Overclocking

The highest stable overclock we could achieve with the retail eXtreme was 3.93 GHz compared to the 3.94GHz achieved in the original review. Both results are higher than any achieved with any other cooler tested so far. We suspect this tiny difference is the result of either normal variation in test results, or even more likely the 2C higher ambient temperature in our test room compared to the room temperature in the initial review.

Ultra-120 eXtreme Production Kit Our Take
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  • TA152H - Sunday, May 06, 2007 - link

    OK, first of all, I apologize for being so rude, but ...

    I think you should stop making excuses about how your test bed is set up, and set it up properly so you can test it. Not to be rude (again), but this is what you do, review items, and you should take a more serious approach to it. Read some old Byte magazines and use them as a baseline as to what technical journalism and reviews should be like. There is no reason you can't be as good, I just think you are setting the bar a little too low rather than any inherent inability. Hiding behind "we're a kiddie site and we don't review that type of stuff or that stuff in that way" doesn't sound very credible either, although it's used a lot.

    Also, never assume people have read previous articles and remember everything in them, that's just basic journalism. Minimally, provide a link to that page, but expecting people to remember this was tested in a previous review when you didn't in this review is a little bit of a stretch.

    Reply
  • Wesley Fink - Tuesday, May 08, 2007 - link

    It is beyond rude to apologize while you are taking off the gloves so you can use bare knuckels. I will not apologize for not providing fanless results that are not likely valid just becuase you want them. Our current test setup was not conceived for fanless testing, and we make every effort not to make changes in test beds.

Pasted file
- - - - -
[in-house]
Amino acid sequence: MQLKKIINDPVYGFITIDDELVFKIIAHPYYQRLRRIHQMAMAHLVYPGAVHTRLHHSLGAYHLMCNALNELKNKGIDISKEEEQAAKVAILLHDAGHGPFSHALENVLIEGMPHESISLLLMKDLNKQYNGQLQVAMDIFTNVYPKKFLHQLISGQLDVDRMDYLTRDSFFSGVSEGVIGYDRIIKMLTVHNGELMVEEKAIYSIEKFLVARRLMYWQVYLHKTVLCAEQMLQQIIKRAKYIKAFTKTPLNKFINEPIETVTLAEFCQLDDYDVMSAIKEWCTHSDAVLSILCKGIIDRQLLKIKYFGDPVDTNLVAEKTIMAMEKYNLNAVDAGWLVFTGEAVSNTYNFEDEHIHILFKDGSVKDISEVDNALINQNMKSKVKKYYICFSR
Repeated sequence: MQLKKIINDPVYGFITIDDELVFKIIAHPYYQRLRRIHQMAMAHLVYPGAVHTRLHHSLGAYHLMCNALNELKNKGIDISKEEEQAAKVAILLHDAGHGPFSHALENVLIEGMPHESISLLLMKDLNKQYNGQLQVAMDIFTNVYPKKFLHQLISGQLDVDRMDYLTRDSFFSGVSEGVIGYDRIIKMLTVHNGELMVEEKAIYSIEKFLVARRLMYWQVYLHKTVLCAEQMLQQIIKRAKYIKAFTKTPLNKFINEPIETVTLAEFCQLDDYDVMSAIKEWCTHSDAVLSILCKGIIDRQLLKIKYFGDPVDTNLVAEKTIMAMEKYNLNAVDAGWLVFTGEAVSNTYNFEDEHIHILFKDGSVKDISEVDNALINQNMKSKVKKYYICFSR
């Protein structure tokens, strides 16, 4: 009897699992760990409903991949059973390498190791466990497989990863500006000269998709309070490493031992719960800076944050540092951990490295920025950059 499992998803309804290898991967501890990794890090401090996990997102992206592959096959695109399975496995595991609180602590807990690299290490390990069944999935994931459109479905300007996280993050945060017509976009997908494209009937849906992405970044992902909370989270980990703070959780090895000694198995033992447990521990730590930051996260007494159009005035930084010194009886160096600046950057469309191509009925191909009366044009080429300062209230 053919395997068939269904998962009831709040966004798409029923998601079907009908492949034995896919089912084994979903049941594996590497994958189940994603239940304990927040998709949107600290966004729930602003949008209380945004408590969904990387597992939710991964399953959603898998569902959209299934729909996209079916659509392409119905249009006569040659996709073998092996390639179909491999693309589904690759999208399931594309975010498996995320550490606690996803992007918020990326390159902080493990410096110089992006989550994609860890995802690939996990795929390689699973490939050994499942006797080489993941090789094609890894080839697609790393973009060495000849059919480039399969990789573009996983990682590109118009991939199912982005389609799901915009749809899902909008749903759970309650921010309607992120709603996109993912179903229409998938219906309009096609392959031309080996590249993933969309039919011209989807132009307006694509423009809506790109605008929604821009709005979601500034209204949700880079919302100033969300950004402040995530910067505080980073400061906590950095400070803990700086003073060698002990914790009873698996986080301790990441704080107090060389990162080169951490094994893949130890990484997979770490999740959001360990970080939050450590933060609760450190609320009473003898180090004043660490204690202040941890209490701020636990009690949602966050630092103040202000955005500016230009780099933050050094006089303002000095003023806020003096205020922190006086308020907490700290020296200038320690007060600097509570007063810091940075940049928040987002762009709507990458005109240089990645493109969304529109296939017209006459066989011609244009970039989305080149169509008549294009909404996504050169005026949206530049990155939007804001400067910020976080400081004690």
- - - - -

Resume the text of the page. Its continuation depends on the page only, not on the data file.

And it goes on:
We do try to listen to readers, but review comparisons are only valid if the test bed is the same, and a change of setups requires retesting of all the components tested to that point. For that reason, we normally make test bed changes only after completing a roundup summary, since we can retest just the top performers for future comparison with tested components on the new test setup.

    This is very different approach from web sites that test whatever they want without valid comparisons to other results. Reviews without comparisons are ads in our opinion.

    Byte is a great name from the past, but Computer Magazines appear to be fading in the marketplace since print info ages quickly in a fast moving market like computers. What works for Byte magazine is not necessarily what works for web readers. Before you pull out the "kiddie site" criticism you might consider that AnandTech is the largest and most respected of the computer review sites, as measures by real data, not speculation.
    Reply
  • Bull Dog - Friday, May 04, 2007 - link

    Thermalright ROCKS. I personally hope they never change the packaging of their coolers either. Plain brown box. No need for flash colors and marketing hype, because what's inside is so good, it doesn't need it. Reply
  • etech - Sunday, May 13, 2007 - link

    Good review but I would like to see the Enzotech Ultra-X and possibly the 3RSystem Iceage 120 added to the line up.

    The Enzotech because it seems to be the closest competitor to the Ultra and is a few dollars cheaper. I also like the cooling of the board that you have with the Ultra-X style coolers. Perhaps some chipset temps could be included.

    The Iceage 120 just because I think it could be interesting with the heatpipes directly on the IHS.

    Thanks.
    Reply